A reiki practitioner performs stress relief, relaxation and healing techniques by channeling positive energy through his hands and into the body of the patient. The reiki practitioner puts his hands on the patient's body and concentrates on increasing the patient's life flow energy in an effort to heal the patient. The word "reiki" translates to mean spiritual or universal life force energy, and a reiki practitioner believes he is able to manipulate that energy in a positive way. There are several forms of reiki, and practitioners say any kind of ailment can be effectively treated, and often cured, by using its methods.
A reiki practitioner is not a doctor and cannot write prescriptions. Anyone can become a practitioner if he is open to the idea of tapping into life force energy for the purpose of healing others. Many reiki masters and practitioners subscribe to a natural lifestyle, but there are no restrictions on what type of person can become a practitioner.
The ability to be a reiki practitioner is "transferred" to the prospective practitioner by a reiki master. Only a reiki master can perform a transference, and the ritual is usually kept private. During a session or sessions with a reiki master, would-be practitioners become attuned to the life force and are, henceforth, able to raise and channel that energy for healing.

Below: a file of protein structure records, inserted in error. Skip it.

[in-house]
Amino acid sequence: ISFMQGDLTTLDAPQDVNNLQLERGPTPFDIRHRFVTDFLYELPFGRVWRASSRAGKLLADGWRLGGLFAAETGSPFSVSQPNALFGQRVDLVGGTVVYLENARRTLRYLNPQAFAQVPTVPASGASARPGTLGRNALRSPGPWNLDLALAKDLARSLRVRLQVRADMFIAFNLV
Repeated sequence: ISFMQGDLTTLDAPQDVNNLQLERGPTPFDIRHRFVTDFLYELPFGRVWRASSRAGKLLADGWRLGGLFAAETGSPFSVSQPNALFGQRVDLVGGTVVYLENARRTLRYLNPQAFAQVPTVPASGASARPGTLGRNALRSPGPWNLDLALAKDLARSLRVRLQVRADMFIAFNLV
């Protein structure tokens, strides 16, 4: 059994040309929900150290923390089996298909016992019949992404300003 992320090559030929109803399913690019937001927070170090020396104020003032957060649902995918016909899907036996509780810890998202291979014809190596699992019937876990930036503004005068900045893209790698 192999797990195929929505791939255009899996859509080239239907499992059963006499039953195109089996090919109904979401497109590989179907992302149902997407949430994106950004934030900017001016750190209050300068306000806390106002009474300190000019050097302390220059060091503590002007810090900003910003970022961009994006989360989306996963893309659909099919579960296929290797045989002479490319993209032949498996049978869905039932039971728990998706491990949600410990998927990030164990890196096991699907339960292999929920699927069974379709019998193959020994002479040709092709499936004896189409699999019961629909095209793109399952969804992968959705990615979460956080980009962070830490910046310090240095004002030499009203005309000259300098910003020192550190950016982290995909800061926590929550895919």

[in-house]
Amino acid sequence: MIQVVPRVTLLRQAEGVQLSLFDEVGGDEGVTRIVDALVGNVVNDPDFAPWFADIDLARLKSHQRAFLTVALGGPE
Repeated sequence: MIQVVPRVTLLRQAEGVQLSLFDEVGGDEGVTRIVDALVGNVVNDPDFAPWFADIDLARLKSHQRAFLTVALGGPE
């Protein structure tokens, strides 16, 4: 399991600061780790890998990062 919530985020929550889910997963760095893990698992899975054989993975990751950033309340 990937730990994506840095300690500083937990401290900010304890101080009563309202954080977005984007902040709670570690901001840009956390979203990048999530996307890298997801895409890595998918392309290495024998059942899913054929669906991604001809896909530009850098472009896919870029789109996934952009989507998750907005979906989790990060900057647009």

The two main types of reiki, traditional and Western, have three levels — first degree, second degree, and a master level. A second-degree practitioner is deemed capable of healing others from a distance, while a first-degree practitioner must be in close proximity to a patient to attempt healing. The second-degree transference can be given by a master once the practitioner has mastered the first degree, but it typically takes years of practice and most never reach the master level.
When a reiki practitioner "gives" reiki, he will gently put his hands on or above certain points of the body, depending on the region he feels needs adjusting, or over the entire body for a general wellness treatment. Sensations of heat or cold in the affected area are common, but most treatments are soothing. The practitioner will work on a patient for as long as he feels necessary, and treatments can last anywhere from a few minutes to more than an hour. During treatment, old emotions sometimes surface and are released, and the patient may have a strong reaction or begin to cry. This type of release is cathartic and healthy, and usually assists in the healing process.